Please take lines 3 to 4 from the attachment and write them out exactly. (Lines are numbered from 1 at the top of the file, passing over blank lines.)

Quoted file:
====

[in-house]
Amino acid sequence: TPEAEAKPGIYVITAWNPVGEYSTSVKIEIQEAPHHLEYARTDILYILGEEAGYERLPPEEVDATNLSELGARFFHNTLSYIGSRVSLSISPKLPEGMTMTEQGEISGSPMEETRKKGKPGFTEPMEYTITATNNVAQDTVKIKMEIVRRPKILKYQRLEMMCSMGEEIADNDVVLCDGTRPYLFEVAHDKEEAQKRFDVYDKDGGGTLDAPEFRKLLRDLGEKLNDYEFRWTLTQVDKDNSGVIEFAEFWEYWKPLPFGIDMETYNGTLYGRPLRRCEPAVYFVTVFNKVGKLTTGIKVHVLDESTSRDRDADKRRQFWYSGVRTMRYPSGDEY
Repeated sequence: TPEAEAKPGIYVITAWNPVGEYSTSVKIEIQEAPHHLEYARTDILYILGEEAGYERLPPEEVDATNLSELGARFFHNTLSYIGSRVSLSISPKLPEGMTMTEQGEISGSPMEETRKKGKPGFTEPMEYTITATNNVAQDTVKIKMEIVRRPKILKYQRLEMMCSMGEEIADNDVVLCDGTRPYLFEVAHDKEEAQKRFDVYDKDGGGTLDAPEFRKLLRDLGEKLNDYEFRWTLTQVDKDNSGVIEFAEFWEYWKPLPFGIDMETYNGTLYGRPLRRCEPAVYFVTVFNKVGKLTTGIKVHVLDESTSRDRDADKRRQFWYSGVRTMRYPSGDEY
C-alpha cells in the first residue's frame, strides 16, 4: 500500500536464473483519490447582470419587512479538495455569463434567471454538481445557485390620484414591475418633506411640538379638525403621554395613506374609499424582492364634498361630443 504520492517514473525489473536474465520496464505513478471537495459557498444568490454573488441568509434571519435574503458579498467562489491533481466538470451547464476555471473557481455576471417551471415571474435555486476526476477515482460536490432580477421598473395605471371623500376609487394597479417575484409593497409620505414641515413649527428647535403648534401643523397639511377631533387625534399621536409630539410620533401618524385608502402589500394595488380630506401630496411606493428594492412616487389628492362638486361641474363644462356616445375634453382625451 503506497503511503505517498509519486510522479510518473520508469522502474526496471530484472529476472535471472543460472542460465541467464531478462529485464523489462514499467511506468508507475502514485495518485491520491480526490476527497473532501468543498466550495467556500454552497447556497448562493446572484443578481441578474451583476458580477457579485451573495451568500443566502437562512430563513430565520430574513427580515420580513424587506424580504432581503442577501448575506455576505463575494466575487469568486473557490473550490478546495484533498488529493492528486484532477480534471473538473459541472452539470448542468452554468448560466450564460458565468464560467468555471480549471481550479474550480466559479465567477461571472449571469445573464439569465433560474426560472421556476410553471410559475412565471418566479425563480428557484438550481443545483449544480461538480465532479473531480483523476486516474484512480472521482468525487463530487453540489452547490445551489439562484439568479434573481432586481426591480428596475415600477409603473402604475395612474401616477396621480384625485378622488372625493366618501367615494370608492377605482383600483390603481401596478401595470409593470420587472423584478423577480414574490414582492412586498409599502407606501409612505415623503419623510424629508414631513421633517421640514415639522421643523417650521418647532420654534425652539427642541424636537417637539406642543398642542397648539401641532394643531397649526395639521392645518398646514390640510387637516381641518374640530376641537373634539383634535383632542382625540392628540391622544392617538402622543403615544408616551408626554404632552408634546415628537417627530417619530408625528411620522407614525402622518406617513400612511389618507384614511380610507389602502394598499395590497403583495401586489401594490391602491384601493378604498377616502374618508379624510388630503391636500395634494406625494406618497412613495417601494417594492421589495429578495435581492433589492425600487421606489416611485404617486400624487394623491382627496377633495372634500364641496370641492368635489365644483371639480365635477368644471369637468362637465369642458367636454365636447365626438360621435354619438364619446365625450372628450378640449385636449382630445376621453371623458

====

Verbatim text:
Repeated sequence: TPEAEAKPGIYVITAWNPVGEYSTSVKIEIQEAPHHLEYARTDILYILGEEAGYERLPPEEVDATNLSELGARFFHNTLSYIGSRVSLSISPKLPEGMTMTEQGEISGSPMEETRKKGKPGFTEPMEYTITATNNVAQDTVKIKMEIVRRPKILKYQRLEMMCSMGEEIADNDVVLCDGTRPYLFEVAHDKEEAQKRFDVYDKDGGGTLDAPEFRKLLRDLGEKLNDYEFRWTLTQVDKDNSGVIEFAEFWEYWKPLPFGIDMETYNGTLYGRPLRRCEPAVYFVTVFNKVGKLTTGIKVHVLDESTSRDRDADKRRQFWYSGVRTMRYPSGDEY
C-alpha cells in the first residue's frame, strides 16, 4: 500500500536464473483519490447582470419587512479538495455569463434567471454538481445557485390620484414591475418633506411640538379638525403621554395613506374609499424582492364634498361630443 504520492517514473525489473536474465520496464505513478471537495459557498444568490454573488441568509434571519435574503458579498467562489491533481466538470451547464476555471473557481455576471417551471415571474435555486476526476477515482460536490432580477421598473395605471371623500376609487394597479417575484409593497409620505414641515413649527428647535403648534401643523397639511377631533387625534399621536409630539410620533401618524385608502402589500394595488380630506401630496411606493428594492412616487389628492362638486361641474363644462356616445375634453382625451 503506497503511503505517498509519486510522479510518473520508469522502474526496471530484472529476472535471472543460472542460465541467464531478462529485464523489462514499467511506468508507475502514485495518485491520491480526490476527497473532501468543498466550495467556500454552497447556497448562493446572484443578481441578474451583476458580477457579485451573495451568500443566502437562512430563513430565520430574513427580515420580513424587506424580504432581503442577501448575506455576505463575494466575487469568486473557490473550490478546495484533498488529493492528486484532477480534471473538473459541472452539470448542468452554468448560466450564460458565468464560467468555471480549471481550479474550480466559479465567477461571472449571469445573464439569465433560474426560472421556476410553471410559475412565471418566479425563480428557484438550481443545483449544480461538480465532479473531480483523476486516474484512480472521482468525487463530487453540489452547490445551489439562484439568479434573481432586481426591480428596475415600477409603473402604475395612474401616477396621480384625485378622488372625493366618501367615494370608492377605482383600483390603481401596478401595470409593470420587472423584478423577480414574490414582492412586498409599502407606501409612505415623503419623510424629508414631513421633517421640514415639522421643523417650521418647532420654534425652539427642541424636537417637539406642543398642542397648539401641532394643531397649526395639521392645518398646514390640510387637516381641518374640530376641537373634539383634535383632542382625540392628540391622544392617538402622543403615544408616551408626554404632552408634546415628537417627530417619530408625528411620522407614525402622518406617513400612511389618507384614511380610507389602502394598499395590497403583495401586489401594490391602491384601493378604498377616502374618508379624510388630503391636500395634494406625494406618497412613495417601494417594492421589495429578495435581492433589492425600487421606489416611485404617486400624487394623491382627496377633495372634500364641496370641492368635489365644483371639480365635477368644471369637468362637465369642458367636454365636447365626438360621435354619438364619446365625450372628450378640449385636449382630445376621453371623458